What kind of golf nerd are you (part 1)?
Friday, February 17, 2012
by Quincy Adams Wagstaff, Ph.D
Nerd: an intelligent but single-minded person obsessed with a nonsocial hobby or pursuit.
Hello. My name is Quincy and I am a Golf Nerd.
Golf is a selective addiction. While it has been known to interfere with work, breakup couples, and ignite anger and depression, it can also be healthy for the individual, as it brings pleasure into life.
In these articles, I’ll use the term “Golf Nerd”. A Golf Nerd is an avid player who identifies strongly with one aspect of golf and devotes excessive amounts of time, thought and physical activity pursuing their interest.
There is no guarantee that the time spent engaged in any aspect of golf addiction will improve the golfer’s score or skill set. In fact, we find that becoming a Golf Nerd often prevents game improvement. Has anyone really gotten better by trying a different swing, or swings, every time they play?
The list below shows many (but not all) of the Golf Nerd subsets with a brief description of the affectation. In future issues, I will write about individual subsets using the stories of real golfers and the experiences they’ve had living their obsessions.
In Part 2, I will make myself the guinea pig. I have three categories in which I’m a Golf Nerd. The first on the list is one of the three and what I will write about next. I invite any readers to contact me with their stories of Golf Nerdism at QAWPHD@aol.com, and I will relay your experiences for the entertainment of others’.
The Perfect 14-Club Correlation – The player believes that by choosing the correct combination of woods, irons, etc. he will come up with the 14 clubs that will produce the best score for a particular course. This is one of my nerdisms. I choose my 14 from two drivers; four fairway woods; three hybrids; a specially made driving iron; 10 irons (1-pw); eight gap/sand wedges; four putters and a left-handed six-iron. I’ve used all 32, and will carry 19 when playing a practice round or strange course.
The Putter Paradigm – The belief that every putter has a finite number of “sinks”. The more putters one accumulates, the better one will putt.
Wedge World – Grinding wedges to specific curves, angles and bounce in the belief that they will chip and pitch like Phil Mickelson.
It’s Not How You Play, It’s How You Look – The golfer falls in love with the beauty of the shape, color and finish of the club. 16-handicaps playing no-offset muscle back blades make up a big portion of this category.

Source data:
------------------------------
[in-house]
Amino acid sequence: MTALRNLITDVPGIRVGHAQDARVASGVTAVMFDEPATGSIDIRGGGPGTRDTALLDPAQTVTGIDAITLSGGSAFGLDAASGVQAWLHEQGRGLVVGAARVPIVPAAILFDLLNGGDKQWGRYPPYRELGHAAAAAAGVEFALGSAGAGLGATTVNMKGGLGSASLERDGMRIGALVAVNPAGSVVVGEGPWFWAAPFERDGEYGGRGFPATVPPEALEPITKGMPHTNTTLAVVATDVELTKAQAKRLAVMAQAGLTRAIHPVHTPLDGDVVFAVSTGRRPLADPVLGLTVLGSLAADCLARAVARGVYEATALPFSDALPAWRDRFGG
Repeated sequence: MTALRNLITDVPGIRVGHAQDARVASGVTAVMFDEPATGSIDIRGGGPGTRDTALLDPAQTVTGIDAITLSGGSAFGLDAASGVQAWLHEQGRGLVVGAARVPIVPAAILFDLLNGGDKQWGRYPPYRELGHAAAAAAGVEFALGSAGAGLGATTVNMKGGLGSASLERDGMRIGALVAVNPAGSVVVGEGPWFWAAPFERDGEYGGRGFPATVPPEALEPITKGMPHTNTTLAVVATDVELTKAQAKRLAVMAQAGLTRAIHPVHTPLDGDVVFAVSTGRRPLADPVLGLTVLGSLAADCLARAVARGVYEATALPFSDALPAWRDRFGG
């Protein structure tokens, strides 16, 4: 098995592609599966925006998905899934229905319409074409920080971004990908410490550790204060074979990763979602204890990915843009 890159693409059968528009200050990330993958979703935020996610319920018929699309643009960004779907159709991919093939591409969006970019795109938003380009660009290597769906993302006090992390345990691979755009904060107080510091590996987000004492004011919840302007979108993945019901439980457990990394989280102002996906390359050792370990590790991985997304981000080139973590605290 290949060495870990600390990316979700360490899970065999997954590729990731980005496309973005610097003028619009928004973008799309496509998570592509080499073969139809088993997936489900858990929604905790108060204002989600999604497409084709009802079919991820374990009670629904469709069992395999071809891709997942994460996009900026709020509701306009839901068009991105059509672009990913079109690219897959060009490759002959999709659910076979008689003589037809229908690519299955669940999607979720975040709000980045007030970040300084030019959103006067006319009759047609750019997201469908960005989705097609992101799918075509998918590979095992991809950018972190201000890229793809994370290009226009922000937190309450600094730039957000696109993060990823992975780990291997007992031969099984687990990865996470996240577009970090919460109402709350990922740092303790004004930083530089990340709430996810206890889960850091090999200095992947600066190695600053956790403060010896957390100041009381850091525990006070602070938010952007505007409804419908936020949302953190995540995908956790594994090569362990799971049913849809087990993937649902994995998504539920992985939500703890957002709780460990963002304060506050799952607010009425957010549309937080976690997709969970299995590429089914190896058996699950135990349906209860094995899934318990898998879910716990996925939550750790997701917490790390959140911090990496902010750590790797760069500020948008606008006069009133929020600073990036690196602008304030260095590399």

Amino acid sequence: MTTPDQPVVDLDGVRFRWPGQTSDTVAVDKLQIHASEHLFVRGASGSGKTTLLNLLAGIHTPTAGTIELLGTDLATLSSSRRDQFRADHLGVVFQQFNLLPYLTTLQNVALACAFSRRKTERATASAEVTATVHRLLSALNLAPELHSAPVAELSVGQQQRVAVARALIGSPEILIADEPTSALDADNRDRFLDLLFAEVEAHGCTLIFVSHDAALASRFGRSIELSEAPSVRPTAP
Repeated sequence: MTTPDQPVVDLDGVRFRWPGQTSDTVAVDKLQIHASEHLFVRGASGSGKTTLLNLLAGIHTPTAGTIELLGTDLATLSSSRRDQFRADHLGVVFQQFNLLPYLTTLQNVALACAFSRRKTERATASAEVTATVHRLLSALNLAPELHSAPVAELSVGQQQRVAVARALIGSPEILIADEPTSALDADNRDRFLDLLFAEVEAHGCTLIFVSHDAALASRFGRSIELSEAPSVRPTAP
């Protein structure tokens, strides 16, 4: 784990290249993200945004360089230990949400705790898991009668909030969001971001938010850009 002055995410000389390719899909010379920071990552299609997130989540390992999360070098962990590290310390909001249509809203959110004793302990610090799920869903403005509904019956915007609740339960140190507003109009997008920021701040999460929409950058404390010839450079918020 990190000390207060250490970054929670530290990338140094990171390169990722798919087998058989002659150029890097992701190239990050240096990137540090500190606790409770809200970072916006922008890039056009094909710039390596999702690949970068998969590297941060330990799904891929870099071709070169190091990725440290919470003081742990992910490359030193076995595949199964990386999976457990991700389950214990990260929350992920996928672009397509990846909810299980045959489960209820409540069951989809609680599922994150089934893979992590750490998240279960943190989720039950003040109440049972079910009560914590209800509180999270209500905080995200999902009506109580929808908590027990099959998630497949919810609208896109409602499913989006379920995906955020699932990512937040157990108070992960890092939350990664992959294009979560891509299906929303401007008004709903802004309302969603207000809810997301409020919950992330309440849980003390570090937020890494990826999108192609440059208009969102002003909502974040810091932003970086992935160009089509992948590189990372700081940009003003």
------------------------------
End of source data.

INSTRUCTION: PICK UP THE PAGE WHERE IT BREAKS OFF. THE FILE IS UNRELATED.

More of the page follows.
DRACULA (Design, Routing, Architecture, Construction, USGA standards, Layout, Agronomy) – The rabid study of all things that go into designing, building and maintaining a golf course. This is often followed by a spirited verbal battle, with biting comments, over a course’s quality. Usually several people are sucked into the discussion.
Statistics – Believing one’s success can be boiled down to mathematical analysis. Tony LaRussa, after seeing the movie “Moneyball” was asked how he decides which parks he positions Lance Berkman in right field and which in left. His answer was, “We measure the amount of territory between the foul lines and railings. Then we measure the distance from the foul pole to the deepest part of right and left center. We take into account the height of the fences and divide those numbers by b.s. Then I put him wherever I want.”
The Club Savant – Knows all the technical aspects of his clubs. It doesn’t help.
This One Time at Band Camp – This player never stops talking about past shots.
See Me, Feel Me, Touch Me, Heal Me – “You’ve got to try this driver. It feels so pure.” “How do you hit it?” “Okay I guess”
I Don’t Believe in Santa Claus, Winter Rules or Playing it Down – Two opposite types of players. One plays preferred lies at Augusta National in April. The other won’t move the ball during a rainy winter in Portland.
The Hawk and the Tiger – Assumes the on-course persona of one of these players. Be vewy, vewy quiet when playing with these types.
Swing Thoughts and Theories – Have you ever read “The Golfing Machine”? He has, multiple times, plus every other instruction book or magazine article ever written. Blessed with a great memory, this player has the same odds of producing consistently great swings as hitting the lottery.
Training Aids – Owns them all. Mostly to add distance. If you totaled the guaranteed gains, he’d drive it 1,200 yards.
The Distance Trollop – Manipulates loft, hand action and brute force to hit the ball further. “Did you see that? That seven-iron must have gone 200 yards.” “You know you’re right. It’s 30 yards left of the green, way past the pin and if the lake on the next hole hadn’t stopped it, it might’ve gone 220.”